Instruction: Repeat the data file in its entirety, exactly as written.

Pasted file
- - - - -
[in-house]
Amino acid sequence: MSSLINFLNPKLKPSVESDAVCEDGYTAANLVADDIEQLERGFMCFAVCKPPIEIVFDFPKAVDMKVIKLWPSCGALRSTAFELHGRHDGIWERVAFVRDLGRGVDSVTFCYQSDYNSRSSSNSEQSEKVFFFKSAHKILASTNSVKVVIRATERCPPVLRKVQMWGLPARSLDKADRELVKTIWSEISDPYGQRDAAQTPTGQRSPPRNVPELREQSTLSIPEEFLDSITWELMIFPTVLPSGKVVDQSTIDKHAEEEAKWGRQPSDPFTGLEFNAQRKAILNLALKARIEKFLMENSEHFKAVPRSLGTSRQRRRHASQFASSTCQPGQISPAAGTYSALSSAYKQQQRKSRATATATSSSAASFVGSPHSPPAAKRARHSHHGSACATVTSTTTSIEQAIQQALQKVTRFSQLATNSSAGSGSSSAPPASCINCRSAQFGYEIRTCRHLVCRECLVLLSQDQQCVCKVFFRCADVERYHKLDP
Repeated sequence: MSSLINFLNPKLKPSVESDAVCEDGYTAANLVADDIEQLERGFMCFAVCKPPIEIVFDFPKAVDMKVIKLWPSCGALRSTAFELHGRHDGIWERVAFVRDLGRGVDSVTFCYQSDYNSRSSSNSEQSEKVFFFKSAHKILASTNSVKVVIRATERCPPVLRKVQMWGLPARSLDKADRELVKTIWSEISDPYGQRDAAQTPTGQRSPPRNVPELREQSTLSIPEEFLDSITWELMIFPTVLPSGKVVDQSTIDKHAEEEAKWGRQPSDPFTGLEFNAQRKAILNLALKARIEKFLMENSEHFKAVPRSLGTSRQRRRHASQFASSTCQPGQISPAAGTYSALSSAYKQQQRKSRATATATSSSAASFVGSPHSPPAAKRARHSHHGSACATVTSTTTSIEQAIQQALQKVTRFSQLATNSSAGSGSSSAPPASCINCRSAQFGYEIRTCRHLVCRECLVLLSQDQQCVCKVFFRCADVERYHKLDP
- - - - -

[in-house]
Amino acid sequence: MSSLINFLNPKLKPSVESDAVCEDGYTAANLVADDIEQLERGFMCFAVCKPPIEIVFDFPKAVDMKVIKLWPSCGALRSTAFELHGRHDGIWERVAFVRDLGRGVDSVTFCYQSDYNSRSSSNSEQSEKVFFFKSAHKILASTNSVKVVIRATERCPPVLRKVQMWGLPARSLDKADRELVKTIWSEISDPYGQRDAAQTPTGQRSPPRNVPELREQSTLSIPEEFLDSITWELMIFPTVLPSGKVVDQSTIDKHAEEEAKWGRQPSDPFTGLEFNAQRKAILNLALKARIEKFLMENSEHFKAVPRSLGTSRQRRRHASQFASSTCQPGQISPAAGTYSALSSAYKQQQRKSRATATATSSSAASFVGSPHSPPAAKRARHSHHGSACATVTSTTTSIEQAIQQALQKVTRFSQLATNSSAGSGSSSAPPASCINCRSAQFGYEIRTCRHLVCRECLVLLSQDQQCVCKVFFRCADVERYHKLDP
Repeated sequence: MSSLINFLNPKLKPSVESDAVCEDGYTAANLVADDIEQLERGFMCFAVCKPPIEIVFDFPKAVDMKVIKLWPSCGALRSTAFELHGRHDGIWERVAFVRDLGRGVDSVTFCYQSDYNSRSSSNSEQSEKVFFFKSAHKILASTNSVKVVIRATERCPPVLRKVQMWGLPARSLDKADRELVKTIWSEISDPYGQRDAAQTPTGQRSPPRNVPELREQSTLSIPEEFLDSITWELMIFPTVLPSGKVVDQSTIDKHAEEEAKWGRQPSDPFTGLEFNAQRKAILNLALKARIEKFLMENSEHFKAVPRSLGTSRQRRRHASQFASSTCQPGQISPAAGTYSALSSAYKQQQRKSRATATATSSSAASFVGSPHSPPAAKRARHSHHGSACATVTSTTTSIEQAIQQALQKVTRFSQLATNSSAGSGSSSAPPASCINCRSAQFGYEIRTCRHLVCRECLVLLSQDQQCVCKVFFRCADVERYHKLDP